Historical Plaque Properties

 

William Digman
196 Cambria Street
1895

In 1895 William and Margaret (Maggie) Dingman moved into their new house at 196 Cambria Street with their daughter Wilhelmine and sons George and Arthur. Located on the easterly portion of Lot 509 the house which was built in the summer of 1894 was their second home in Stratford. Following their marriage in 1889 they took up residence at 59 Grant St and their children were born there.

 

William's father Absalom, a newspaper publisher in Strathroy purchased the Herald, a popular weekly Stratford newspaper, and relocated here in 1886 with his wife, Emma Smith and their family of 3 daughters and 4 sons. He employed three of his sons, William, Lewis and Charles with William, the eldest who had gained newspaper experience as managing editor at the Port Arthur Sentennial, shortly becoming co-publisher. Lewis moved on in 1889 to become managing editor and later owner of the St. Thomas Journal. Although he spent most of his career with that city's newspapers he remained connected with Stratford by purchasing the Herald in 1920 and merging it with the Beacon in 1923. Charles left Stratford to work at the Montreal Star and the Winnipeg Telegram before returning to Stratford to become the first editor and managing director of the new Stratford Beacon Herald in May 1923. After his sudden death six months later his son Charles Dobson Dingman succeeded him.

In 1890 William moved the Herald into a new building designed by architect Joseph Kilburn on the south side of Market Square where it remained until the merger with the Beacon in 1923.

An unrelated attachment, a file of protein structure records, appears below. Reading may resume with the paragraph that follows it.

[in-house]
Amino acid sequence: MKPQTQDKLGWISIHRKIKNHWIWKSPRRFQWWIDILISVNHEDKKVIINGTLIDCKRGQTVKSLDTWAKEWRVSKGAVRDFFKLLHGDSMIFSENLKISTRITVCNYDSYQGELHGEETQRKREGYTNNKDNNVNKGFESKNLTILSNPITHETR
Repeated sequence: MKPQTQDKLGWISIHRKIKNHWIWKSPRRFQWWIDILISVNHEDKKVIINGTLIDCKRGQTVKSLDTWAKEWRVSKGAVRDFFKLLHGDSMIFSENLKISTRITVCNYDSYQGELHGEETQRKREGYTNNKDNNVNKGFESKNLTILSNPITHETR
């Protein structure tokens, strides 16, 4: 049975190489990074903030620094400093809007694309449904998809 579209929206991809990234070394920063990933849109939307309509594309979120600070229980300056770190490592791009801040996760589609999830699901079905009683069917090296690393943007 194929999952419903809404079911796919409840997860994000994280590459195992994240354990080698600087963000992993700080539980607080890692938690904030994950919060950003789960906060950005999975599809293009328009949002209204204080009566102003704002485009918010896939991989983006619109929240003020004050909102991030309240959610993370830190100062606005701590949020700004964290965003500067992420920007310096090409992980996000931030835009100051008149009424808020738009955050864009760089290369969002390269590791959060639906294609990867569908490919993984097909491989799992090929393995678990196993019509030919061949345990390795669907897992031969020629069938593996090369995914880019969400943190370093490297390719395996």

He became interested in the city's civic affairs first as an alderman and later as mayor 1909-10.
He was instrumental in bringing water-powered hydro service to Stratford from Sir Adam Beck's Niagara Power project resulting in the first electric lights being turned on to brighten Stratford's streets on Christmas Eve 1910.  His other activities included a term as President of the Canadian Press Association in 1889.  Dingman Place here in Stratford is named after him.

 

One of his favourite pastimes was cycling or “wheeling” as it was then known. He would often ride on the cinder paths to places such as Sebringville. Another, more serious interest, was music. He served as an organist at Central Methodist/United Church and helped to compile at least 2 church hymnals.

 

William and Maggie's daughter Wilhelmine married Arthur Francis, a merchant in Port Arthur, (Thunder Bay) Ontario. Their elder son George served in World War 1 after which he continued in the family tradition as an advertising manager with the St Thomas newspapers. His brother Arthur, became a chemical engineer and located in Montreal.

 

In 1915 the Ontario government called on William to serve as the Vice Chairman of the newly established Ontario Board of License (Liquor) Commissioners. This position brought with it a role in the administration of the Ontario Temperance Act which came into effect in 1917 so after more than 30 years in the newspaper business he began a new career which meant a move to Toronto. Maggie and William spent the rest of their lives there and are buried in Toronto's Mount Pleasant Cemetery. In an interview as he approached his 80th birthday he commented that his marriage to Margaret McDonough, (Maggie) was the “high water mark of his life”.